Name : ______________
Department : Geological Engineering
Faculty : Mineral Resources Technology
Title of Programme : Msc (Geological Engineering)
Duration : Full Time (Three Years)
Expected Year of Completion : _____________
Petrographical and Geochemical Classification of Manganese Carbonates and Their Correlation with Specific Gravity at Pit C Of Ghana Manganese Company, Nsuta
Statement of Problem
Specific gravity was used to complement the estimation of iron content of the rock Red Mountain Formation of Silurian age in Alabama (Sheldon, 1964). This method was also employed by Costin et al. (2015) at Postmasburg Manganese Field. Rongkhapimonpong et al. (2016) examined mineralised characteristics of rocks from Chatree gold deposit, Central Thailand and found five types of quartz textures related to high grade gold mineralisation.
There is widespread distribution of Manganese ores in Paleoproterozoic Birimian of Ghana. They are found in the Nangodi Belt and Lawra Belt in the northern part of Ghana and Ashanti Belt in the southern part of Ghana (Kesse, 1976). The supergroup hosts the Nsuta manganese deposit in a greenschist facies metamorphic volcano-sedimentary succession which developed along the east of the West African craton (Nyame, 1998; Nyame et al., 2003; Beukes, 2006). According to Kesse (1985), the deposits mainly contain oxide (chiefly pyrolusite and psilomelane) at the upper deposition layer and carbonate (rhodochrosite) at the primary layer. There are thick stratiform manganese carbonate ore beds which occur in a unit of carbonaceous phyllite and metagreywacke that are sandwiched in a very thick succession of meta1avas (Nyame, 1998; Nyame et al., 2003). The Manganese bearing rocks of Nsuta took place in five structurally delineated areas known as hills A-E which conforms to the regional strike of Birimian strata (Service, 1943). The Hill D North and South deposit forms part of a double folded synclinal structure which has been the main production area at Nsuta in recent years Nyame et al. (2003). Currently, the Ghana Manganese Company (GMC) Limited has its mining operations concentrated at Pit C (Amegbey and Afum, 2015).
The manganese carbonate bed at Nsuta is interbedded with fine-grained black carbonaceous shale that grades into a succession of greywacke and shale with abundant manganese oxide minerals in solution channels such as fractures and cavities within silicate gangue (Nyame et al., 1995). Macroscopically, the intraclast of the four manganese–carbonate related ores displays graded bedding, subangular to subrounded less than a millimetre and matrix-supported fabric with microconcretionary carbonates, quartz, muscovite and subordinate pyrite (Nyame, 2008). The ore bed along the north-eastern strike length is homogeneous and very fine-grained to microcrystalline but the structurally complex appears significantly altered and recrystallised (Van Bart, 2001). Veins and coarsely recrystallised pink carbonate patches appear undeformed and post-date cleavage and low-grade regional metamorphism (Nyame and Beukes, 2006). The host phyllite consists of microcrystalline and microconcretionary carbonate minerals in a matrix of very fine-grained carbonates, quartz, muscovite, pyrite, rutile and subordinate spessartine and occasional tourmaline. In some microconcretions, microbands of Mn dolomite and carbonates of a magnesite-rhodochrosite solid solution are present (Nyame and Beukes, 2006). This manganese carbonate ore is of higher grade than the fine-grained sedimentary ores and is especially abundant in Hill D South (Tetteh, 2010). The manganese element is second to iron in abundance in the earth crust with deposits grouped into three broad genetic types; hydrothermal, sedimentary and superficial (Roy, 1968). At Vizianagram – Visakhapatnam Manganese Belt, India, the variation in the trend of amounts of major oxides in the kodurites major oxides show several trends with increase of both Mn and Fe and vice versa (Siddique and Shaif, 2015).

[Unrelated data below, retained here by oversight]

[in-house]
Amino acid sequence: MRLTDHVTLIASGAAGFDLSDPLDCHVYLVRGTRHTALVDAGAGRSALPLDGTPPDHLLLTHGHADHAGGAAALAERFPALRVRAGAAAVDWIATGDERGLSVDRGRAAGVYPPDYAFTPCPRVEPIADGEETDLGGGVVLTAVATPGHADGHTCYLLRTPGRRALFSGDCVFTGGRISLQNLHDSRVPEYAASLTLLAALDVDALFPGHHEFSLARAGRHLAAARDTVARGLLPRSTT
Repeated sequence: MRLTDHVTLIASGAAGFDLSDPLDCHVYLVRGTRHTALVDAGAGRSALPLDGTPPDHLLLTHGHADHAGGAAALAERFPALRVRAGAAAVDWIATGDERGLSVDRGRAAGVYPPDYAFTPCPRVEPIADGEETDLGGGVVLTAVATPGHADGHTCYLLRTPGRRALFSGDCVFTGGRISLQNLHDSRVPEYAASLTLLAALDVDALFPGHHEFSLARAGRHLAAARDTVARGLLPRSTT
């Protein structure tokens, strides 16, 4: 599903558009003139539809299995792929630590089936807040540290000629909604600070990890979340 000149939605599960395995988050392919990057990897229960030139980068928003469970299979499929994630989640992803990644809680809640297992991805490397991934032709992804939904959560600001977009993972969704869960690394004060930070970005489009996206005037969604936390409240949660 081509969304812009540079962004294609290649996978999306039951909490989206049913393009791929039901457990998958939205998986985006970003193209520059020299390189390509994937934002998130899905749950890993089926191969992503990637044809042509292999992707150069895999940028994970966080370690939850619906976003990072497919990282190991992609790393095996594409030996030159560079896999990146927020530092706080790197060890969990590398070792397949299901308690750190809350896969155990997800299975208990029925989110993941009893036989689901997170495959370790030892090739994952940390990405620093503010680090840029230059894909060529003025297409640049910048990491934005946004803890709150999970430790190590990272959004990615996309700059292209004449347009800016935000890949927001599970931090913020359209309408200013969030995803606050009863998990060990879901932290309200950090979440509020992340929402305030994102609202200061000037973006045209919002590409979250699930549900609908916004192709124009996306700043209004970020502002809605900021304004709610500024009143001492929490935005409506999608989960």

According to Kesse (1976), the general stratigraphy of the Nsuta deposit consists of a basal greenstone unit followed successively upwards by argillaceous rocks and tuffs, manganese carbonates, argillaceous rocks and tuffs which, in turn, is overlain by greenstone. The manganese carbonates have a specific gravity of 2.77, oxides have 2.80, metatuffs have 2.82, volcanic ash has 2.89 and the carbonates have the highest specific gravity of 3.40 (Agbeno et al., 1993). Currently, super high grade 30 % Mn, high grades (28 % to 29.9 % Mn), medium grades (22 % to 27.9 % Mn) and low grades (18 % to 21.9 % Mn) are produced (Amankwah and Ali, 2013). The highest specific gravity correlates with high grade manganese carbonate (Beukes et al., 2006). Petrographical together with geochemical classification of manganese carbonates correlated with specific gravity have not been studied at Ghana Manganese company, Nsuta. Therefore, this research seeks to conduct these analyses to help in exploration of the ore. This can be used in further search of manganese deposits in the Birimian and on similar deposits in the world.
The objectives of this thesis are: